Surprised to hear Beecroft claim as major shareholder in Wonga didn't know about fraud issues. Not great advert for his expertise is it?
Au contraire. It's a great advert for his expertise.
For one thing, bosses, let alone shareholders, simply cannot know everything. However much expertise you have, you cannot know what thousands of people are doing from hour-to-hour. Knowledge is bounded.
And even if such knowledge were attainable, it's not clear it would be desirable to obtain it, as doing so would entail massive micromanagement which would demotivate employees and stifle their initiative. If - say, hypothetically - a newspaper editor were to persistently ask staff how they got their stories she would soon find them walking out the door to papers where they were allowed to get on with their work.
But there's something else. It's that for bosses, ignorance can be an asset. John Gapper writes that "no public company can knowingly permit lawbreaking and journalistic recklessness." That word "knowingly" is doing some work. It's quite possible that, for some (many) businesses, law-breaking has a positive expected value: the expected benefits of fraud or phone-hacking exceed the expected costs. A profit-maximizing company should therefore undertake them. One way for it to do so is for managers to turn a blind eye so they can maintain plausible deniability, and ensure that if the wrongdoing is exposed that there's no smoking gun to connect them to the crime.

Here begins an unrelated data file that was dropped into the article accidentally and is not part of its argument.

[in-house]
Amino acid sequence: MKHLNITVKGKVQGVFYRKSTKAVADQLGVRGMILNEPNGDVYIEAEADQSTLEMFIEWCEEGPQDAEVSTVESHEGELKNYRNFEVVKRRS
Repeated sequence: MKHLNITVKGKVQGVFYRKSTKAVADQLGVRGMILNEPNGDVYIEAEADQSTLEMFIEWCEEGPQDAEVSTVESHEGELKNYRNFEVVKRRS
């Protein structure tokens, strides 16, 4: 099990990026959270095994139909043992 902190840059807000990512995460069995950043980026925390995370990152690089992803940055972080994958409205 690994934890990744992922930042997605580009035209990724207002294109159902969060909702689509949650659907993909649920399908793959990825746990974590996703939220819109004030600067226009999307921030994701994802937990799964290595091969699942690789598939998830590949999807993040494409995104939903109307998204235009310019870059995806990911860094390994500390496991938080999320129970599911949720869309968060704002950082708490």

What's more, as Thomas Schelling pointed out back in 1956, ignorance can be power in bargaining situations. The boss who can maintain plausible ignorance about crime in his company is less likely to be blackmailed, for example. Linsey McGoey has claimed that ignorance was a source of power for bankers, because it both permitted them to make profits from taking on tail risk in mortgage derivatives and then gave them power to extract state hand-outs: "if you don't bail us out, who knows - the whole financial system might collapse."
In this sense, the old saying "knowledge is power" is wrong. Sometimes, it is ignorance that is power.
In saying all this I don't mean to criticize Ms Creasy personally, as she is generally a good thing. Instead, I fear that what we have here is an example of a casual comment betraying a wider mindset. In presuming that managerial knowledge is unbounded, and in ignoring the use of ignorance as means to cling onto power and wealth, she is revealing a classical weakness in social democrat ideology generally - a naivete about the nature of managerial power.